Aurora cannabis (OTCQX:ACBFF) is a licensed marijuana producer in western Canada with a market cap of $560 million. In Q4 2016, the company began the development of Aurora sky, an 800,000 sq. ft. cannabis production facility in Leduc County, Canada. The new facility, designed to be more than 15 times bigger than Aurora's current 55,200 sq. ft. facility in Mountain View, Alberta, will be the largest and most technologically advanced marijuana production facility in the world. Management boasts that Aurora will have innovative and industry-leading automation features for growing and cultivating marijuana plants. The company estimates that Aurora sky will produce over 100,000 kilograms of cannabis annually.
The company also claimed that Aurora sky's location is a tremendous vantage point for access to natural resources, transportation, and a direct consumer base in the prosperous city of Edmonton. Management believes these elements will enable Aurora to grow premium quality and low cost cannabis in abundance when operation begins in Fall 2017.We see Aurora sky as a highly ambitious effort from Aurora to match up against Aphria (OTCQB:APHQF) and Canopy (OTCPK:TWMJF) growth, the 2 current largest Canadian marijuana producers by market cap. Aurora's grand ambitions comes with an investment risk of equal caliber for early investors. In order to fuel the Aurora sky project, Aurora has accumulated high levels of debt relative to its cash on hand. If Aurora sky doesn't pan out well, the company could be heading to dark times or even bankruptcy. In this article, we will examine what Aurora hopes to accomplish with Aurora sky and the risks associated with investing in this ambitious marijuana player.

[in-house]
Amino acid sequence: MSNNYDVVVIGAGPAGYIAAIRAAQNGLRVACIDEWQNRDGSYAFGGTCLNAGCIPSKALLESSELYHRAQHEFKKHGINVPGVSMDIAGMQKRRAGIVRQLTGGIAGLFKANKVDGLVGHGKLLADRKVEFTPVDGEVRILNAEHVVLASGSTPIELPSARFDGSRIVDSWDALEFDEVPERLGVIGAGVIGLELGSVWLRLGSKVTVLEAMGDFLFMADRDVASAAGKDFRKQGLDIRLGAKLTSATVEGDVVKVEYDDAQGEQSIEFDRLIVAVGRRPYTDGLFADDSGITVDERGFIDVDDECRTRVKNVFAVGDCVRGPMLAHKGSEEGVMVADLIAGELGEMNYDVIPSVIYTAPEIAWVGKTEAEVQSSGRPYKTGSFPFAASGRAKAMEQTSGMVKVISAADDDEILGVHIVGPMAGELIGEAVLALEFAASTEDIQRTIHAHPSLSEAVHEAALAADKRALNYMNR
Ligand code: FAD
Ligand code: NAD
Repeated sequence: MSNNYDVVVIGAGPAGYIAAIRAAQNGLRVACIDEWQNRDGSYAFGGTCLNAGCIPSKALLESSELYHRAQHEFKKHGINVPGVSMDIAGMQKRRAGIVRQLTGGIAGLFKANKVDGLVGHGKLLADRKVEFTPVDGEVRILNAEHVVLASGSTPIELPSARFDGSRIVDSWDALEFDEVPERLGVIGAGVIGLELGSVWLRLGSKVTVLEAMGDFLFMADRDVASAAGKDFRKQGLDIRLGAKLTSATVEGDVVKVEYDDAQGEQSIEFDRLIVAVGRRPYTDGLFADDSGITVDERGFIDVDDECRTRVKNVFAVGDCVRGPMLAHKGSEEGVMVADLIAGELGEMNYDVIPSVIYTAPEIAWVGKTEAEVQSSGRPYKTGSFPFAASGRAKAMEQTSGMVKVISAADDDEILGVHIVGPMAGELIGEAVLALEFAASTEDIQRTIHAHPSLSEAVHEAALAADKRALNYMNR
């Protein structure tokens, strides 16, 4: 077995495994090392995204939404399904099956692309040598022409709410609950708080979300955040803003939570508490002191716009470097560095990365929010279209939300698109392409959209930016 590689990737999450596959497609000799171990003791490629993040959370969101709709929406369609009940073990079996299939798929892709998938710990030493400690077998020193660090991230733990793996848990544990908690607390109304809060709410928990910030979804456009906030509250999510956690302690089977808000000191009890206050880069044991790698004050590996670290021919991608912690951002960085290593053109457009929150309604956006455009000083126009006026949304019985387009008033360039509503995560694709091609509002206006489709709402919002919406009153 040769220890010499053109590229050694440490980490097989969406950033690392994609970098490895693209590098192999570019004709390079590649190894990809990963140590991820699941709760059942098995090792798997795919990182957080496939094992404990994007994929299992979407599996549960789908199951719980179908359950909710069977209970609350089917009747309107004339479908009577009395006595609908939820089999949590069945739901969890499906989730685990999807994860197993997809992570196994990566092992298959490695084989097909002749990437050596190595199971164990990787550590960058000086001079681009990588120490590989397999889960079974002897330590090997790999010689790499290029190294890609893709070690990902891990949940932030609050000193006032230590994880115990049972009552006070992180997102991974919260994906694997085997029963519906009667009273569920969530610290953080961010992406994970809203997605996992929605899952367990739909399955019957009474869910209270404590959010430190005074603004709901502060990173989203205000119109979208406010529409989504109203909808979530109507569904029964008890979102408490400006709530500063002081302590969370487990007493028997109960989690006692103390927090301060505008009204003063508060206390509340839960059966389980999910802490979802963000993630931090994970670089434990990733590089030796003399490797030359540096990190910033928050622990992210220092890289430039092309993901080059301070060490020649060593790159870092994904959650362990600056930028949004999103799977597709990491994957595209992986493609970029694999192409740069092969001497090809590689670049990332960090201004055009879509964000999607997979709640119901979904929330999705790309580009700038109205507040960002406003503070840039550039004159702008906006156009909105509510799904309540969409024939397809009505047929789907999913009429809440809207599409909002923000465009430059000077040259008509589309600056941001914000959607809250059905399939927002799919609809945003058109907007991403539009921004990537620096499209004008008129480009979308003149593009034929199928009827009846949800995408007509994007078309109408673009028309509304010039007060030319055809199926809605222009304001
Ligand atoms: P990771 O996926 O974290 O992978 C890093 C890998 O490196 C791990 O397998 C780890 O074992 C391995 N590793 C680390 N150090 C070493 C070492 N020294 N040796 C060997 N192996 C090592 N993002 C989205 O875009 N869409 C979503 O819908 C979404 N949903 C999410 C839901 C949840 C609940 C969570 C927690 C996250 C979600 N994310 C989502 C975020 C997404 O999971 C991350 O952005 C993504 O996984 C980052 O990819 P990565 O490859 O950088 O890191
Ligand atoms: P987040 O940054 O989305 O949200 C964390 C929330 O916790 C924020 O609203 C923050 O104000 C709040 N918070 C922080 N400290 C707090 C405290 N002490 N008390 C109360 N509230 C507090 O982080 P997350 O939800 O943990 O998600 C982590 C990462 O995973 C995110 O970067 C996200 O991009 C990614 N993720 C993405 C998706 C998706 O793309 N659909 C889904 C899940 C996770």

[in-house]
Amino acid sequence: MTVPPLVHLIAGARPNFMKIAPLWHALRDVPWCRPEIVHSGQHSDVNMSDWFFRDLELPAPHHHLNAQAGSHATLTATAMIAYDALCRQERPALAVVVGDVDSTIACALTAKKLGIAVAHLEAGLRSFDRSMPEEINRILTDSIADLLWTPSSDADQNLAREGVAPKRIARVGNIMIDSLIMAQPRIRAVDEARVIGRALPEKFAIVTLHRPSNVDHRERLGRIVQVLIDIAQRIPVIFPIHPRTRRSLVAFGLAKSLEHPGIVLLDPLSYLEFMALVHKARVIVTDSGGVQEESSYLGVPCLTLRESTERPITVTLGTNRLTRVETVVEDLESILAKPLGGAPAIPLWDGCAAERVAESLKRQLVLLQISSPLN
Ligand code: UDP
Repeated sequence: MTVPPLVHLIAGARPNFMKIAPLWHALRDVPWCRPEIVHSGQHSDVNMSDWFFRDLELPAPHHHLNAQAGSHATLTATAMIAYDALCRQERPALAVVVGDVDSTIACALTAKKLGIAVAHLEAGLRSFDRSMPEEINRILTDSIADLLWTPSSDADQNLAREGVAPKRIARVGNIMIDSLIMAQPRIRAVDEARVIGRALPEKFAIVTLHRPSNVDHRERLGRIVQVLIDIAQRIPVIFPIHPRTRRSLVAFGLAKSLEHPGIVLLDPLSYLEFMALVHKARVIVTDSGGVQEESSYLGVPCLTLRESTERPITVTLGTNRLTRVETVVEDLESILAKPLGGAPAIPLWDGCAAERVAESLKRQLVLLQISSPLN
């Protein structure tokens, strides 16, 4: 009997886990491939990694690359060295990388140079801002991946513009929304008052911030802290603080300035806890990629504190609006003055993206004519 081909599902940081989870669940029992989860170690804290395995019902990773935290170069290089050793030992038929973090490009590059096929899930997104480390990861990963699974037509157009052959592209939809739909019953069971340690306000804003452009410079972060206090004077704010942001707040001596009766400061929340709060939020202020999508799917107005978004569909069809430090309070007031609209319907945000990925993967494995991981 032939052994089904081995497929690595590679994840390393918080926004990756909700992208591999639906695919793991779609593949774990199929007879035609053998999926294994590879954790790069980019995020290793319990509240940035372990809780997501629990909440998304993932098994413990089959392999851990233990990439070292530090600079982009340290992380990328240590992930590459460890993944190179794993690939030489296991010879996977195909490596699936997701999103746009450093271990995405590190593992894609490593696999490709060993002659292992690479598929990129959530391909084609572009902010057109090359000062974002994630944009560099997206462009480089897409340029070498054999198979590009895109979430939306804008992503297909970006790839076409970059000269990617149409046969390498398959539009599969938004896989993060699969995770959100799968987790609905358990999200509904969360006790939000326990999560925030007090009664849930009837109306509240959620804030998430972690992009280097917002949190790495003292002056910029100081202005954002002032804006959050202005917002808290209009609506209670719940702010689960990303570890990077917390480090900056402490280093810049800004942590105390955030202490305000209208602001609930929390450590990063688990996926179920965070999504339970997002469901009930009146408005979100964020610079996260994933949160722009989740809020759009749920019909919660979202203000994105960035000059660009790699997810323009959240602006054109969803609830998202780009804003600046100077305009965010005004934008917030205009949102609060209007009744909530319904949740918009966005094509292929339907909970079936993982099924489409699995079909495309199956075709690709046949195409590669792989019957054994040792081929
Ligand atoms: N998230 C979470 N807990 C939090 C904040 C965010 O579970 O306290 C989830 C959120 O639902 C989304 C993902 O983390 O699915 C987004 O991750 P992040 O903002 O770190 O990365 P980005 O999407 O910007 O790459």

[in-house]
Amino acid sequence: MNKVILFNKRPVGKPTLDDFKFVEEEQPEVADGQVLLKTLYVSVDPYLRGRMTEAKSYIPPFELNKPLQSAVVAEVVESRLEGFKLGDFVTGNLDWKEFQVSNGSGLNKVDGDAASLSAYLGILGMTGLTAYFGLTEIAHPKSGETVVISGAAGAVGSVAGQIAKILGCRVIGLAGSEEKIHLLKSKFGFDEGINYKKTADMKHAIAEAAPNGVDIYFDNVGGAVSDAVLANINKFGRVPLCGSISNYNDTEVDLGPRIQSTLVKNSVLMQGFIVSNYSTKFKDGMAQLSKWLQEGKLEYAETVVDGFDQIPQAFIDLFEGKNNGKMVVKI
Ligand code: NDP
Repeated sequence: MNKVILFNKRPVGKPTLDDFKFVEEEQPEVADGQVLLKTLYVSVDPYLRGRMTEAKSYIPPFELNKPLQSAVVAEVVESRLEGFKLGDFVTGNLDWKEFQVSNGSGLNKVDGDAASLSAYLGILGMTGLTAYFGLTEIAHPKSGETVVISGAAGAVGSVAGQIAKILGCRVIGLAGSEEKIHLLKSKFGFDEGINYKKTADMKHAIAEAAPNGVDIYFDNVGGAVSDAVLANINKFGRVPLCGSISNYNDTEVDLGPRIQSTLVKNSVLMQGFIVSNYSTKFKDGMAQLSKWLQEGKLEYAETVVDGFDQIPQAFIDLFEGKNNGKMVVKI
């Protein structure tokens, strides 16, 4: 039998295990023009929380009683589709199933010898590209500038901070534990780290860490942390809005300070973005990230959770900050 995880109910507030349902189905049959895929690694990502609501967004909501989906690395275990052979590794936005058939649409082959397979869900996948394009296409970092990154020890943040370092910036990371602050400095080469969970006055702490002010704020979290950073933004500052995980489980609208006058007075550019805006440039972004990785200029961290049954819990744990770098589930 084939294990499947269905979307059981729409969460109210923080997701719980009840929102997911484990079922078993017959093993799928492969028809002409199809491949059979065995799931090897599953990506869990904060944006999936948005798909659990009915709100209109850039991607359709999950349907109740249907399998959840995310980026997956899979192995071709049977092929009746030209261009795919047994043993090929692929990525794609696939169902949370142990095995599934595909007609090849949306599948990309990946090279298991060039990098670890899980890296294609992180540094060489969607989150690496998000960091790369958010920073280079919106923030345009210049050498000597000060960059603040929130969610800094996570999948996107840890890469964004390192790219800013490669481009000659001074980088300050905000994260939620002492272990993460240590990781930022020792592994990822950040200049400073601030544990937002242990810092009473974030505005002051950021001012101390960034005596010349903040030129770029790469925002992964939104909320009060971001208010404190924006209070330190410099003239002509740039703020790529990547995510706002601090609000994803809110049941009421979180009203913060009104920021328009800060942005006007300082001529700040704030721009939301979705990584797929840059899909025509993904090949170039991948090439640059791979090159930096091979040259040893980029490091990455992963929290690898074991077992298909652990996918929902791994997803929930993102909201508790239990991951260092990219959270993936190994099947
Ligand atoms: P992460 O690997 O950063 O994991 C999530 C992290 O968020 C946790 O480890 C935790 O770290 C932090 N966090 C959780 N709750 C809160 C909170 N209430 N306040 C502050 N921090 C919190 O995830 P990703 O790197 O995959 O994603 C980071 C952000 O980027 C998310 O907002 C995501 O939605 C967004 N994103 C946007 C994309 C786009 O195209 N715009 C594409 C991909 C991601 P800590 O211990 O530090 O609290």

Answer to a Marijuana Shortage
To understand why Aurora decided to construct a facility with size equivalent to over 16 foot stadiums, we have to look into the expected national demand for both medical and recreational marijuana in the near future. According to Canaccord analysts Matt Bottomley and Neil Maruoka, Health Canada impose a strict barrier of entry for companies to become licensed cannabis producers. In 2016, only 2% (23 out of 1200) of cannabis applicant were approved by health Canada. Canaccord analysts do not believe existing marijuana players will have the necessary capacity to meet the expected cannabis consumption of 400,000 kilogram by 2021.This lack of production will inevitably lead to a shortage for marijuana as legalization takes place in the next few years. In fact, there is an apparent shortage of cannabis currently amongst the current medical marijuana supplier. Checking the Google reviews for major marijuana suppliers, the most frequent complaint by far is the lack of inventory.
We believe Canaccord's basis for a potential marijuana shortage is absolutely valid. Bill Blair, head of PM Trudeau's legalization efforts, recently commented that "we will take as much time as it takes to do it right" (in regards to legalizing recreational marijuana). Blair cited that the government is still working on strict policies to control the production,distribution, and quality of marijuana suppliers. We expect Health Canada to continue its strict licensing of new producers. This safety protocol will undoubtedly cause a cannabis shortage when recreational use is legalized.
(Source: Canaccord Genuity)
Given the current and upcoming shortage, Canaccord analysts estimate that weed will have a price floor of $8 per gram (compared to current prices ranging from $10 to $12.50). Canaccord projects that, assuming legalization takes place by 2018, Canadians will consume over 400,000 kilogram annually by 2021. Using Canaccord's price floor of $8 per gram and 400,000 kilogram of consumption in 2021, we estimate a total available market (NYSE:TAM) of $3.2 billion in sales by supplier. Assuming Aurora sky is complete and capable of producing over 100,000 kilogram by 2021. The facility alone would allow Aurora to capture around 25% of total sales in 2021. This estimated 25% TAM represents over $800 million in potential revenue for Aurora just from the new facility.